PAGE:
SOME people waiting for ambulances will be advised to make their own way to hospital as the service deals with high levels of demand.

The South East Coast Ambulance Service (Secamb) will now start proactively contacting patients who are waiting for transport to explain that response times are above normal.

The service will then identify patients who are able to make their own way to the nearest Emergency Department.

All Category 2, 3 and 4 calls will be reviewed in this way, taking note of the patient's age, presenting complaint and demand within the area.

According to Secamb's website, Category 2 calls are "emergency calls" which it aims to respond to in a mean average of 18 minutes.

Category 3 are "urgent calls" and patients may be treated by ambulance staff in their own home. It aims to respond within two hours 90 per cent of the time.

Category 4 are "less urgent" calls. Patients may be given advice over the phone or referred to another service such as a GP or pharmacist. It aims to respond to this category within three hours 90 per cent of the time.

A Secamb spokesman said: “Certain patients waiting longer than we would like are being informed of their potential waiting time and - only after having been clinically risk assessed - asked if they can have alternative means to attend hospital.

"Ambulance crews will still be dispatched where a crew is required on scene.

"Our service is extremely busy and staff are working hard to continue to provide care and the public can help us to help them by using 111 online to get medical advice.”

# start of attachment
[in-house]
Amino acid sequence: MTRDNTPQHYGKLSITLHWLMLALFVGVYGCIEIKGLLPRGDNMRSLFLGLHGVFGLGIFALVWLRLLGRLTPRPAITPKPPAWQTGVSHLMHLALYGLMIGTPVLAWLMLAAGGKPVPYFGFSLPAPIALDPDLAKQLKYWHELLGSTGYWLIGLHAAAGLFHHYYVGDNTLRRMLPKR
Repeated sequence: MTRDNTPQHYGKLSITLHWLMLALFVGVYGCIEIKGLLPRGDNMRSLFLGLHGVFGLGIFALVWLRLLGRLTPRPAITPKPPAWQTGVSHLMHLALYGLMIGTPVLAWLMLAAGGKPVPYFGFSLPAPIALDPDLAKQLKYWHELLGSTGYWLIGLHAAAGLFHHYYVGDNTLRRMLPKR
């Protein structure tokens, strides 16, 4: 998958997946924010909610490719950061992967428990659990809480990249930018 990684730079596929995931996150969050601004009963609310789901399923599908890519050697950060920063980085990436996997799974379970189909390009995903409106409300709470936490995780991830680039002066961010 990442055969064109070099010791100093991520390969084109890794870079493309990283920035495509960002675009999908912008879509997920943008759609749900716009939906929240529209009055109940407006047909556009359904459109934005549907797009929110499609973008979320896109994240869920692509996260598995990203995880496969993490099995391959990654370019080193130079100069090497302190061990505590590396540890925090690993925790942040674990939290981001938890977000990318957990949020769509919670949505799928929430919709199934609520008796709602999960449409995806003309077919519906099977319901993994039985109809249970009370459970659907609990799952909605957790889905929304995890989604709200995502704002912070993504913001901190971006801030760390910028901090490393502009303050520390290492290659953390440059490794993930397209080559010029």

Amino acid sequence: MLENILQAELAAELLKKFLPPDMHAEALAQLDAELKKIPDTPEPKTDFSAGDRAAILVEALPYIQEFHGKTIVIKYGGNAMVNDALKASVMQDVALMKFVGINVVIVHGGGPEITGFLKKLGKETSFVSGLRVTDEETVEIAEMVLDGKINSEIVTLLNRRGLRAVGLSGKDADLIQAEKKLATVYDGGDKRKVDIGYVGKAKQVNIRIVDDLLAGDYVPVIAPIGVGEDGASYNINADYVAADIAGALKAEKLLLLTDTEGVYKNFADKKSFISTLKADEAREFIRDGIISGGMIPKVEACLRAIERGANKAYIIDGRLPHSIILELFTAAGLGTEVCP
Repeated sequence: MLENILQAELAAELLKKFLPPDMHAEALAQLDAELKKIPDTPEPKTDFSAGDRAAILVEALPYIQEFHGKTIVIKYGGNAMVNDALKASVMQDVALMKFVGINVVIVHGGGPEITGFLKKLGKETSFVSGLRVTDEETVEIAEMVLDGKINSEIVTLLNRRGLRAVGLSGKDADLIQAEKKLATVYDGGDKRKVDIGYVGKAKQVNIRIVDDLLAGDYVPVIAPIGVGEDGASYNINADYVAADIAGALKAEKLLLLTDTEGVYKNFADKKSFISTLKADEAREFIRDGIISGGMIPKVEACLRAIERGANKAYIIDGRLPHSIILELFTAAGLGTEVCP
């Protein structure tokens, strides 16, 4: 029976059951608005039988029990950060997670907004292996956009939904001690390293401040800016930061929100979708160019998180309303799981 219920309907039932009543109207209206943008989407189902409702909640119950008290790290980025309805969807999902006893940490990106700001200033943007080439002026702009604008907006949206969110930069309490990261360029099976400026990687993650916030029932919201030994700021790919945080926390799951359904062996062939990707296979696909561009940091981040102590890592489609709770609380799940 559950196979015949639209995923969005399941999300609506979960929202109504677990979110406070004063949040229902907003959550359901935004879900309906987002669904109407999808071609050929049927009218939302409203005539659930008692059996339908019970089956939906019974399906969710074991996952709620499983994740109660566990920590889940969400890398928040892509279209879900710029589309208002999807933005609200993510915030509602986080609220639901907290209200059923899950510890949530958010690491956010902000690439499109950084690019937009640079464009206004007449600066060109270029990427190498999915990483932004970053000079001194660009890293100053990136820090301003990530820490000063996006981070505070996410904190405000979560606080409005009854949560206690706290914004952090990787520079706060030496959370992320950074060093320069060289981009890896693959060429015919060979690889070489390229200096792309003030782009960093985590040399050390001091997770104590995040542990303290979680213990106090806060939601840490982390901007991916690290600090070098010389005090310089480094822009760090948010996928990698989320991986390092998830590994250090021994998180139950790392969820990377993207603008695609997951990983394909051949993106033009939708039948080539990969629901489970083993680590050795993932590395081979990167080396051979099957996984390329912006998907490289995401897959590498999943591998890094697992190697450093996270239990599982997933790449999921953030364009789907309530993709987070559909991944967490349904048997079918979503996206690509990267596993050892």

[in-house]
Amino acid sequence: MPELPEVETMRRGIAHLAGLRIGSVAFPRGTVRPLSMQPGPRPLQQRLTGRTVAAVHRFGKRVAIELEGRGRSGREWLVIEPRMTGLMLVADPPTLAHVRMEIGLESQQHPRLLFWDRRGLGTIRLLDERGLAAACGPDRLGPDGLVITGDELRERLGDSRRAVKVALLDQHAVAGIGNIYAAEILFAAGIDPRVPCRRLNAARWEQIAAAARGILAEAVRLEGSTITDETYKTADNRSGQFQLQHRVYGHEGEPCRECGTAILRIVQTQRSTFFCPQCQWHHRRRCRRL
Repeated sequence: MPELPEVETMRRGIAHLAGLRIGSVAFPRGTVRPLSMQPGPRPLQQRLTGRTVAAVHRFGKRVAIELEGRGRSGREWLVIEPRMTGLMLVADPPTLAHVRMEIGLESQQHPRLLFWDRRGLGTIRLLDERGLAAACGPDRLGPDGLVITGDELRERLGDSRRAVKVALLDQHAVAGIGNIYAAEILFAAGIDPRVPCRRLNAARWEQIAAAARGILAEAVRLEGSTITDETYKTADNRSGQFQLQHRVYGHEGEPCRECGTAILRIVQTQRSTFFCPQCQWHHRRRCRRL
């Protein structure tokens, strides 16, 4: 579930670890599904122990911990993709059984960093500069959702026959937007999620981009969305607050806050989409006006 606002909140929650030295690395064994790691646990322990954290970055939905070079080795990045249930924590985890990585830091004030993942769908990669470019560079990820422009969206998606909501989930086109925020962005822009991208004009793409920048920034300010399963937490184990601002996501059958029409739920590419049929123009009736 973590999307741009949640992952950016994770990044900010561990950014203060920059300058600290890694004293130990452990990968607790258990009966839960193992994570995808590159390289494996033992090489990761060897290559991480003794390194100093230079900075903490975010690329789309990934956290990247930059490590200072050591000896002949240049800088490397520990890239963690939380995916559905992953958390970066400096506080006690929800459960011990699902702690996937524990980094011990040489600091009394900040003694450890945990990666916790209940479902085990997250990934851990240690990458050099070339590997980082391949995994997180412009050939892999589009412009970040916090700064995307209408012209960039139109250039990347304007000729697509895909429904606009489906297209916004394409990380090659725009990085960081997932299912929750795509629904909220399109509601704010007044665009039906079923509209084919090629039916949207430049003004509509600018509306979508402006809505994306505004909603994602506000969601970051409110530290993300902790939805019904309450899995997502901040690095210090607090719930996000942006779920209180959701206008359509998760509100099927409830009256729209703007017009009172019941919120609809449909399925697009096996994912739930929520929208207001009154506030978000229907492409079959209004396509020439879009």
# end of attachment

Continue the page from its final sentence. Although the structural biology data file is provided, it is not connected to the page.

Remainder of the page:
On Saturday, the service issued out a statement to warn people that it was fielding many 999 calls.

"Our 999 service continues to receive a high number of calls right across our region this evening," a spokesman said.

"As always, the sickest patients come first & anyone not facing a serious emergency could wait longer or be asked to seek alternatives to an ambulance.

"Please use 999 responsibly."

Secamb handled 25,599 calls last week, between July 16 and 23.

This is an average of more than 3,600 calls a day and some 24 per cent higher than a similar July week in 2019 before the pandemic.

The service's Medical Director, Dr Fionna Moore said: “Our frontline ambulance crews, 999 and 111 call handlers and our dedicated volunteer community first responders are all working extremely hard to ensure we respond to patients as quickly as possible as we see increased demand for our services.

“As ever, we are prioritising our response to patients who are most sick and severely injured. Everyone who needs an ambulance will get one, however there are other and often better options for people to get the care they need.

“And as has been the case throughout the pandemic, the public can play their part by using 111 online for urgent advice, calling 999 in life-threatening cases – and only calling back if their condition worsens – and by getting the Covid jab.”

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